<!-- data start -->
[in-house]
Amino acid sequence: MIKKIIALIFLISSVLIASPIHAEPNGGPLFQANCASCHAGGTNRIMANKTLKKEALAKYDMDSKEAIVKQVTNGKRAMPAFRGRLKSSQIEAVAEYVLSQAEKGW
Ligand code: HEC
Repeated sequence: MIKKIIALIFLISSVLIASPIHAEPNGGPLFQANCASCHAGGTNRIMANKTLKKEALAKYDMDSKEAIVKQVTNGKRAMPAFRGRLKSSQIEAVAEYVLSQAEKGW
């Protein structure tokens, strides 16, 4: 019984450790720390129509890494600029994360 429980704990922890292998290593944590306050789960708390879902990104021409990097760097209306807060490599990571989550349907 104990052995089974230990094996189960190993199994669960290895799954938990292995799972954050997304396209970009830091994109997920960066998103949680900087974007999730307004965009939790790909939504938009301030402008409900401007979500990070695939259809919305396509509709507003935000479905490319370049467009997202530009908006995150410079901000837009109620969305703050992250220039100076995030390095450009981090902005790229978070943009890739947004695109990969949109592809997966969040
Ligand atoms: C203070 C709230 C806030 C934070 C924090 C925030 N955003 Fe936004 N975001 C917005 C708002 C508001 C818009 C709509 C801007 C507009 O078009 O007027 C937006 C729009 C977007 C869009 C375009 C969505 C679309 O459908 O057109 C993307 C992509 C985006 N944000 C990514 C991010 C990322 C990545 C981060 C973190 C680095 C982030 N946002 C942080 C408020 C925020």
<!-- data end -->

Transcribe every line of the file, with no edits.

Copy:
[in-house]
Amino acid sequence: MIKKIIALIFLISSVLIASPIHAEPNGGPLFQANCASCHAGGTNRIMANKTLKKEALAKYDMDSKEAIVKQVTNGKRAMPAFRGRLKSSQIEAVAEYVLSQAEKGW
Ligand code: HEC
Repeated sequence: MIKKIIALIFLISSVLIASPIHAEPNGGPLFQANCASCHAGGTNRIMANKTLKKEALAKYDMDSKEAIVKQVTNGKRAMPAFRGRLKSSQIEAVAEYVLSQAEKGW
């Protein structure tokens, strides 16, 4: 019984450790720390129509890494600029994360 429980704990922890292998290593944590306050789960708390879902990104021409990097760097209306807060490599990571989550349907 104990052995089974230990094996189960190993199994669960290895799954938990292995799972954050997304396209970009830091994109997920960066998103949680900087974007999730307004965009939790790909939504938009301030402008409900401007979500990070695939259809919305396509509709507003935000479905490319370049467009997202530009908006995150410079901000837009109620969305703050992250220039100076995030390095450009981090902005790229978070943009890739947004695109990969949109592809997966969040
Ligand atoms: C203070 C709230 C806030 C934070 C924090 C925030 N955003 Fe936004 N975001 C917005 C708002 C508001 C818009 C709509 C801007 C507009 O078009 O007027 C937006 C729009 C977007 C869009 C375009 C969505 C679309 O459908 O057109 C993307 C992509 C985006 N944000 C990514 C991010 C990322 C990545 C981060 C973190 C680095 C982030 N946002 C942080 C408020 C925020």